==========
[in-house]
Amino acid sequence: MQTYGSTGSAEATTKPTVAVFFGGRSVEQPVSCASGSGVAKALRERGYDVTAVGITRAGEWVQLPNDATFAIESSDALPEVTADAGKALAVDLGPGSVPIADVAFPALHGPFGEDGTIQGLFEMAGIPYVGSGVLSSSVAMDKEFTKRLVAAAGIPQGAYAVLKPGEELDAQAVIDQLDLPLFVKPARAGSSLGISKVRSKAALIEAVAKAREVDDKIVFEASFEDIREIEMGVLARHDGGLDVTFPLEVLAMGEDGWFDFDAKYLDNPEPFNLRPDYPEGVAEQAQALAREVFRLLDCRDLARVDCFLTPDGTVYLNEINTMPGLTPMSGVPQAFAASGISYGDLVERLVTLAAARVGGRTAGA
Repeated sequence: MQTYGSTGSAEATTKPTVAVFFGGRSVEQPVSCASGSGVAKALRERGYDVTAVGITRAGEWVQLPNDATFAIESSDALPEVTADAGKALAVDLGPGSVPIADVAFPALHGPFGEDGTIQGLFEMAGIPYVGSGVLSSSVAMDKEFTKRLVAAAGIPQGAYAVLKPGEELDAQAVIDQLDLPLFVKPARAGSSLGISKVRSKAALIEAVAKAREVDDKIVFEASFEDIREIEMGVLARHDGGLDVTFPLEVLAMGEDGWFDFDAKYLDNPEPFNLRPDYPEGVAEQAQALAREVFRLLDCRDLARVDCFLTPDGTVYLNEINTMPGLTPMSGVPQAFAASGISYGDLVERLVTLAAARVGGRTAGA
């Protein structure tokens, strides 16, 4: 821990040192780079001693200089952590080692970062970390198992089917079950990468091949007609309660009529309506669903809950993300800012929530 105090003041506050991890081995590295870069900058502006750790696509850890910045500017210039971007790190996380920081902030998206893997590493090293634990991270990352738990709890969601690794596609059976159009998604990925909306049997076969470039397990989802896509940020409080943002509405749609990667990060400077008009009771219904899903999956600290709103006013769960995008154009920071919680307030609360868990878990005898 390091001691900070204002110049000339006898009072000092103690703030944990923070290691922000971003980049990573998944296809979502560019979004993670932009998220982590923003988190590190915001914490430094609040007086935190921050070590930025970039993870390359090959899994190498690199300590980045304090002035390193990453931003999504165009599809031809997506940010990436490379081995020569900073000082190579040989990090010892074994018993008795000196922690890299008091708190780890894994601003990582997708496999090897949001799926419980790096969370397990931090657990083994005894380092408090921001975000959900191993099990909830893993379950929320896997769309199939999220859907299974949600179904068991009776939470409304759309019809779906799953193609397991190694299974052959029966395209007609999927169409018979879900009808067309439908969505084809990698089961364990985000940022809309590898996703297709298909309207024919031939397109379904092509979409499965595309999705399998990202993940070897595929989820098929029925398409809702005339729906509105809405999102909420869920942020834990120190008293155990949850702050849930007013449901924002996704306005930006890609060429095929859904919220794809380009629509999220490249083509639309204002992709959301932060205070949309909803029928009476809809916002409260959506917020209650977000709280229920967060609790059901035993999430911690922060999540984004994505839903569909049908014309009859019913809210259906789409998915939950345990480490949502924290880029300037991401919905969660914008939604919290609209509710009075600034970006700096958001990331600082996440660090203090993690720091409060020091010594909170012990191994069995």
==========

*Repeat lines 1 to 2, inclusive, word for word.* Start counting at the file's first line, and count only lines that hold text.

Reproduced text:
[in-house]
Amino acid sequence: MQTYGSTGSAEATTKPTVAVFFGGRSVEQPVSCASGSGVAKALRERGYDVTAVGITRAGEWVQLPNDATFAIESSDALPEVTADAGKALAVDLGPGSVPIADVAFPALHGPFGEDGTIQGLFEMAGIPYVGSGVLSSSVAMDKEFTKRLVAAAGIPQGAYAVLKPGEELDAQAVIDQLDLPLFVKPARAGSSLGISKVRSKAALIEAVAKAREVDDKIVFEASFEDIREIEMGVLARHDGGLDVTFPLEVLAMGEDGWFDFDAKYLDNPEPFNLRPDYPEGVAEQAQALAREVFRLLDCRDLARVDCFLTPDGTVYLNEINTMPGLTPMSGVPQAFAASGISYGDLVERLVTLAAARVGGRTAGA